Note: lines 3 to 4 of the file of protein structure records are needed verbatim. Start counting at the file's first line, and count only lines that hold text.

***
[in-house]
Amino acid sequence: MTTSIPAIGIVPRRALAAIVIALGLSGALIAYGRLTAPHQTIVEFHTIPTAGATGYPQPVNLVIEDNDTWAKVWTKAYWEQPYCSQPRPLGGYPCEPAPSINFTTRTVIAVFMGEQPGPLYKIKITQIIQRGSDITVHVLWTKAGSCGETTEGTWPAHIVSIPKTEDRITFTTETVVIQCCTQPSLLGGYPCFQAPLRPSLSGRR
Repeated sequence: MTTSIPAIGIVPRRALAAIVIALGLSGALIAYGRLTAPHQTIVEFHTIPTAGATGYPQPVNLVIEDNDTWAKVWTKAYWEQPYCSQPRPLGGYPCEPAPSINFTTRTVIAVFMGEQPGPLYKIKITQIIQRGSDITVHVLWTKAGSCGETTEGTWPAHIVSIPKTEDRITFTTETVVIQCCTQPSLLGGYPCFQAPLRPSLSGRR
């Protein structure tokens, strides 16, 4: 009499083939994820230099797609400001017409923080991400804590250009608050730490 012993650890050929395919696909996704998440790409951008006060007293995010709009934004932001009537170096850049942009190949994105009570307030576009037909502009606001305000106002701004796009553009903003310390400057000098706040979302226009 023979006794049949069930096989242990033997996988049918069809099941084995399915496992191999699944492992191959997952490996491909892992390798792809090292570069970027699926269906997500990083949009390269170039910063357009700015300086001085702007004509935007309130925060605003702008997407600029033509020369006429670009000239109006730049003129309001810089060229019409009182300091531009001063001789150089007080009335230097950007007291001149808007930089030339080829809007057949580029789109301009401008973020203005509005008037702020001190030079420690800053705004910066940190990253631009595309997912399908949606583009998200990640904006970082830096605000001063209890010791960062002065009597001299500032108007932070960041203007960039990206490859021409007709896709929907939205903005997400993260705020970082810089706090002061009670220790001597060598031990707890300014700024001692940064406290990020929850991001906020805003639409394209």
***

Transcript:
Repeated sequence: MTTSIPAIGIVPRRALAAIVIALGLSGALIAYGRLTAPHQTIVEFHTIPTAGATGYPQPVNLVIEDNDTWAKVWTKAYWEQPYCSQPRPLGGYPCEPAPSINFTTRTVIAVFMGEQPGPLYKIKITQIIQRGSDITVHVLWTKAGSCGETTEGTWPAHIVSIPKTEDRITFTTETVVIQCCTQPSLLGGYPCFQAPLRPSLSGRR
């Protein structure tokens, strides 16, 4: 009499083939994820230099797609400001017409923080991400804590250009608050730490 012993650890050929395919696909996704998440790409951008006060007293995010709009934004932001009537170096850049942009190949994105009570307030576009037909502009606001305000106002701004796009553009903003310390400057000098706040979302226009 023979006794049949069930096989242990033997996988049918069809099941084995399915496992191999699944492992191959997952490996491909892992390798792809090292570069970027699926269906997500990083949009390269170039910063357009700015300086001085702007004509935007309130925060605003702008997407600029033509020369006429670009000239109006730049003129309001810089060229019409009182300091531009001063001789150089007080009335230097950007007291001149808007930089030339080829809007057949580029789109301009401008973020203005509005008037702020001190030079420690800053705004910066940190990253631009595309997912399908949606583009998200990640904006970082830096605000001063209890010791960062002065009597001299500032108007932070960041203007960039990206490859021409007709896709929907939205903005997400993260705020970082810089706090002061009670220790001597060598031990707890300014700024001692940064406290990020929850991001906020805003639409394209």